• The living donor transplant can be scheduled, allowing the recipient and donor preparation time. You will not know when a deceased donor kidney will be available, and surgery must be performed very soon after it is available.

Who would be a good living donor candidate?

Biological siblings generally make the best living donors due to matching. However, with the advancements in drugs and treatment for rejection prevention, anyone can be considered a donor if they have a compatible blood type.

Most healthy individuals between the ages of 18 and 60 are potential donors. All living donors are evaluated individually. You should discuss donation with immediate and extended family members, friends, co-workers, and friends of friends. The success of kidney transplants using unrelated living donors is nearly as high as living related donors.

All potential kidney donors must demonstrate that the decision to donate is made freely, electively and without coercion or valuable compensation.

NOTE: The recipient and donor teams function separately.

If you are interested in being evaluated as a potential living donor, please contact our living donor program by calling 302-623-3866 to get the process started.

We also have a secure online web form also provides convenience in registering your interest to be considered as a potential donor. Or lick on the blue bar to the right labeled “Become a Living Donor”.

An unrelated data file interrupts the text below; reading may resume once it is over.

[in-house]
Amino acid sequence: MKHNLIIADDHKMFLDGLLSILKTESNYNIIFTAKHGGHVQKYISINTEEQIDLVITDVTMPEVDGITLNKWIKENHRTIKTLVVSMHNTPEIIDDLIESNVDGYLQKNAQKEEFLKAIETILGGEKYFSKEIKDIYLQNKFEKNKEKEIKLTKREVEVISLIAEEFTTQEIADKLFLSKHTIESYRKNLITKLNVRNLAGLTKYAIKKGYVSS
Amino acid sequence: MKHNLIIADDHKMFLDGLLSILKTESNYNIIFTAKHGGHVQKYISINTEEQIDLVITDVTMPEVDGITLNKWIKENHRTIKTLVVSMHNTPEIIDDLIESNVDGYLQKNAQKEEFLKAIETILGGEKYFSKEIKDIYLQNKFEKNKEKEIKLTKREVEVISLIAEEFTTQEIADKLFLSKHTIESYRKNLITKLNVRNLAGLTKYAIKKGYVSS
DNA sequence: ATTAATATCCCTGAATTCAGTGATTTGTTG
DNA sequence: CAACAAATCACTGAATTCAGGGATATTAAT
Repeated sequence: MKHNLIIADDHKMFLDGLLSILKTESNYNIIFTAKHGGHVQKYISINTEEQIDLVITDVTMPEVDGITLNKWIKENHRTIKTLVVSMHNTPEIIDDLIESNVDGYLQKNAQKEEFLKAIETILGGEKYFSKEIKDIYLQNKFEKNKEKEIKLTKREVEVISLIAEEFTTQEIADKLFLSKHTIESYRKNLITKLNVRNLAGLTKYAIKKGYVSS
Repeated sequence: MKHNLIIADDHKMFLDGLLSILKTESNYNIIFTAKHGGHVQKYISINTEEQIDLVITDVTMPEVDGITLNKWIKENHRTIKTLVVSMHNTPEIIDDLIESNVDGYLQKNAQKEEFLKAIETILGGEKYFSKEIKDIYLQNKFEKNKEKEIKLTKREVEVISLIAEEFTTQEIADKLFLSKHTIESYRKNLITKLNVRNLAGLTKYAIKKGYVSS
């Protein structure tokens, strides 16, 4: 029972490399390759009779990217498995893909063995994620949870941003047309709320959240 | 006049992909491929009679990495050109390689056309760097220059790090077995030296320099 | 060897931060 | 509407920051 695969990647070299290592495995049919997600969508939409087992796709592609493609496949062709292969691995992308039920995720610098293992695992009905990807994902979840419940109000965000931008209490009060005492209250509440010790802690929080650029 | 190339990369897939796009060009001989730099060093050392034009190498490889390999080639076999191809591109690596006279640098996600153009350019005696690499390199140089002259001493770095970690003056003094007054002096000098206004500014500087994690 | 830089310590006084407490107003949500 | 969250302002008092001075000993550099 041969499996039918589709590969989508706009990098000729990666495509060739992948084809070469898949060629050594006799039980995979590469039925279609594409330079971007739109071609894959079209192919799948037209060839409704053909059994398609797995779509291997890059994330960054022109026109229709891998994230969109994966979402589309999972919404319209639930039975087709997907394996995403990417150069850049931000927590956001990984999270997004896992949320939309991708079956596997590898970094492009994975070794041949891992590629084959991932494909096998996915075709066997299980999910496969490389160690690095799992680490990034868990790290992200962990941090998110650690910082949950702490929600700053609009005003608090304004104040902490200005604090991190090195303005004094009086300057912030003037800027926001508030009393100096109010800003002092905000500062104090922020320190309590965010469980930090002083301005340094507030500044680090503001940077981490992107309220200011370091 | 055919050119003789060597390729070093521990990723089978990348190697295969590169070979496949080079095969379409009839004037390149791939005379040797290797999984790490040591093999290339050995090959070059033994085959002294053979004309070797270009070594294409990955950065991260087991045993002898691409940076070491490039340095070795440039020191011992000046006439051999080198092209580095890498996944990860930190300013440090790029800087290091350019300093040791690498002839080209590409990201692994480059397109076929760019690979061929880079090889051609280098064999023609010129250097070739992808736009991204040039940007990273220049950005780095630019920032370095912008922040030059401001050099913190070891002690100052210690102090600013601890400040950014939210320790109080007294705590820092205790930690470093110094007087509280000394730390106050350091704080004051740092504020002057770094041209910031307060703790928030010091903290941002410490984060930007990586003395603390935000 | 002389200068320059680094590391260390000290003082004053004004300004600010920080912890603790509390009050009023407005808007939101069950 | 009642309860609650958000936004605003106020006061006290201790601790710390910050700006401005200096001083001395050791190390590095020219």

Deceased Donor Kidney Transplant

A deceased donor is an individual who has recently passed away of causes not affecting the organ intended for transplant. Deceased donor organs usually come from people who have decided to donate their organs before death by signing organ donor cards. Permission for donation also may be given by the deceased person’s family at the time of death.

A deceased donor kidney transplant occurs when a kidney is taken from a deceased donor and is surgically transplanted into the body of a recipient whose natural kidneys are diseased or not functioning properly.

In the Philadelphia / Delaware / Baltimore region, the average wait time for a deceased donor kidney could be up to eight years.